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February 24, 2009

Loving Curry in Bangor

When I was in fourth grade, my mother decided we would expand our tastes and knowledge of geography by having weekly international food nights. Every Thursday she picked a country and cooked something that seemed representative. Japan: teriyaki chicken. Russia: beef stroganoff. Mexico: tamale casserole. If there was a restaurant nearby we'd go out. I ate baklava for the first time at Christopher's, the now-closed Portland restaurant we went to on Greek night.

Although international night was a fun idea and welcome break from the meat and mashed potatoes routine, I was dead-set against it because it meant homework. I had to get out the encyclopedia and research the country of the week, then give a presentation before dinner about its customs, history, system of government. I had to make the national flag out of construction paper and hang it on the fridge. It felt unjust: an extra social studies report every week for no grade, no stickers, no nothing? I refused to learn about geography unless I was compensated.

International night didn't last long, either because of my complaining or because the "ethnic" section at Shop 'n Save, a neglected ghetto for soy sauce and stale taco shells, was rapidly exhausted. But the foods I ate on international night were for many years my only reference points for foreign cuisine. When I studied abroad in London, I declined invitations to some of the world's best Indian restaurants, explaining that I detested curry. I'd reached this conclusion one international night while eating a badly-executed concoction of frozen peas, milk, and curry powder over Minute Rice. Maybe it was a bad recipe, or maybe my tastebuds were immature, but for a decade, when I remembered trying to chew and swallow that yellow mess, I was sure I hated anything Indian. I don't remember which gateway curry finally brought me around, but sometime after college I had an epiphany, and I want to kick myself now for all the opportunities to eat great Indian food I've turned down.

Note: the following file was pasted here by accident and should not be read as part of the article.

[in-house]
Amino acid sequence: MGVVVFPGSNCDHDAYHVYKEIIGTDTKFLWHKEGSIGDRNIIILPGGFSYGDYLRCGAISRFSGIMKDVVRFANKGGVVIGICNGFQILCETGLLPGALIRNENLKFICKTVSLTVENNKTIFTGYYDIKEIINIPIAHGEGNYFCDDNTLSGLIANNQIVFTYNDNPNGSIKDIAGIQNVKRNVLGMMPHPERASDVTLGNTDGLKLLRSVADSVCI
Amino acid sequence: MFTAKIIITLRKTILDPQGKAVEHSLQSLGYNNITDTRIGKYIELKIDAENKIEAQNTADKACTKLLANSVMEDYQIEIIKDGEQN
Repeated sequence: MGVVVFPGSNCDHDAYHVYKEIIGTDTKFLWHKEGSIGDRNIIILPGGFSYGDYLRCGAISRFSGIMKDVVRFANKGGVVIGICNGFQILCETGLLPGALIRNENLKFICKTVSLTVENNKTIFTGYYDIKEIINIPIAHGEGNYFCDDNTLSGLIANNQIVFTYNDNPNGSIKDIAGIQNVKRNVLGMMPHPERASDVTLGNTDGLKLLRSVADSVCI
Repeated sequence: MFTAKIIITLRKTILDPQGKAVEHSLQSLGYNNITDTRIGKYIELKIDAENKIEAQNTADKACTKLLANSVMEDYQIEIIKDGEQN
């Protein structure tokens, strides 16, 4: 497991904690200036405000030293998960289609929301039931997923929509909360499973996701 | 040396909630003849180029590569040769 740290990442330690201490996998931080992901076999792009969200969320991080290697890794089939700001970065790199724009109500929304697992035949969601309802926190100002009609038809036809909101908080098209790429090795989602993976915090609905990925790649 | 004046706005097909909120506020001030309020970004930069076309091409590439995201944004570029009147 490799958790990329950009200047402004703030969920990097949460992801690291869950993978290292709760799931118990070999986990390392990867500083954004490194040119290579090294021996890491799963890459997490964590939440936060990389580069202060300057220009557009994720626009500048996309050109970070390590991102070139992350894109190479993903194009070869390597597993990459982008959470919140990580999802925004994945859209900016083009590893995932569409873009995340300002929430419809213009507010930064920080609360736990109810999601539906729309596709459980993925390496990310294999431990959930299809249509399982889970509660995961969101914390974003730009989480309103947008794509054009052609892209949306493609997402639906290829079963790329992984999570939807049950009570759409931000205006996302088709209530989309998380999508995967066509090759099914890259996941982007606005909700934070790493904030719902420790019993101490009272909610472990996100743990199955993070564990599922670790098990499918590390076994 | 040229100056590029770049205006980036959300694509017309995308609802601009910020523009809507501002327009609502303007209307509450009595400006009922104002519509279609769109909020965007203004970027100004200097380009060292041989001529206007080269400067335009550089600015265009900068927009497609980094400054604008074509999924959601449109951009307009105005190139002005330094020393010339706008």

Luckily, in Bangor I've got two restaurants within steps of my door that make a mean curry. Taste of India (68 Main Street) and Bahaar Pakistani (23 Hammond) offer many authentic, interesting vegan and vegetarian options. Almost weekly, I head to one or the other and order chana masala, a hearty dish of stewed chickpeas with tomatoes, ginger, garlic, coriander, chilies, and garam masala. My husband alternates between Taste of India's karahi paneer, a spicy, creamy curry with mild cheese, and Bahaar's paneer vindaloo, assorted vegetables and cheese in a cheerful yellow chili sauce that will melt your face. The entrees at Taste of India are less oily, but Bahaar has better naan. Portions are large at both restaurants, so unless you're Paul Bunyan you'll have something leftover for lunch. The vegetarian dinner for two at Taste of India is easily four meals, with soup, samosas, naan, rice, two entrees, and dessert for $33.95. The staff at Bahaar will make things as spicy as you like, but we usually have to plead with the waitstaff at Taste of India, who are justifiably skeptical that their Bangor customers can handle it.

If you're in central Maine and beginning to feel isolated, if your tastebuds are becoming lethargic, head to downtown Bangor and have an international night of your own. Do not make your children write a report, or they will resent turmeric into adulthood.

Mary Lake is a writer, teacher, columnist for MF&L, and vegetarian blogger: Mitten Machen

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